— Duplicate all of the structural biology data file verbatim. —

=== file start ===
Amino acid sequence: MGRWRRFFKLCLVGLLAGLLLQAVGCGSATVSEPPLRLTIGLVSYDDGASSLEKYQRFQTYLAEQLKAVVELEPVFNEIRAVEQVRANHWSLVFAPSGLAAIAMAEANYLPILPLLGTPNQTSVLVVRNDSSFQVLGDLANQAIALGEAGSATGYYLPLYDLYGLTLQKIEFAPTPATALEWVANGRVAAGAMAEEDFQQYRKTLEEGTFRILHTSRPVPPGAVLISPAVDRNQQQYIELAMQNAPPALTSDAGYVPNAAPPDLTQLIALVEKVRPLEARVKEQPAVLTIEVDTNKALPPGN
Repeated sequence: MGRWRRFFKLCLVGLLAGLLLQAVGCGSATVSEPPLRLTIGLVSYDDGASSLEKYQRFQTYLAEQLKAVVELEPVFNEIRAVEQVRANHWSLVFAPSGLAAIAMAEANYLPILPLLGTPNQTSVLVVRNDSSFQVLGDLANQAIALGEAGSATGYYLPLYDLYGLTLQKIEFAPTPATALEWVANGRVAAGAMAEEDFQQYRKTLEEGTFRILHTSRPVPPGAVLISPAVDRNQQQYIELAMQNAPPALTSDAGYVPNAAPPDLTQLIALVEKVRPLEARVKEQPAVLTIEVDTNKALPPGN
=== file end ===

Amino acid sequence: MGRWRRFFKLCLVGLLAGLLLQAVGCGSATVSEPPLRLTIGLVSYDDGASSLEKYQRFQTYLAEQLKAVVELEPVFNEIRAVEQVRANHWSLVFAPSGLAAIAMAEANYLPILPLLGTPNQTSVLVVRNDSSFQVLGDLANQAIALGEAGSATGYYLPLYDLYGLTLQKIEFAPTPATALEWVANGRVAAGAMAEEDFQQYRKTLEEGTFRILHTSRPVPPGAVLISPAVDRNQQQYIELAMQNAPPALTSDAGYVPNAAPPDLTQLIALVEKVRPLEARVKEQPAVLTIEVDTNKALPPGN
Repeated sequence: MGRWRRFFKLCLVGLLAGLLLQAVGCGSATVSEPPLRLTIGLVSYDDGASSLEKYQRFQTYLAEQLKAVVELEPVFNEIRAVEQVRANHWSLVFAPSGLAAIAMAEANYLPILPLLGTPNQTSVLVVRNDSSFQVLGDLANQAIALGEAGSATGYYLPLYDLYGLTLQKIEFAPTPATALEWVANGRVAAGAMAEEDFQQYRKTLEEGTFRILHTSRPVPPGAVLISPAVDRNQQQYIELAMQNAPPALTSDAGYVPNAAPPDLTQLIALVEKVRPLEARVKEQPAVLTIEVDTNKALPPGN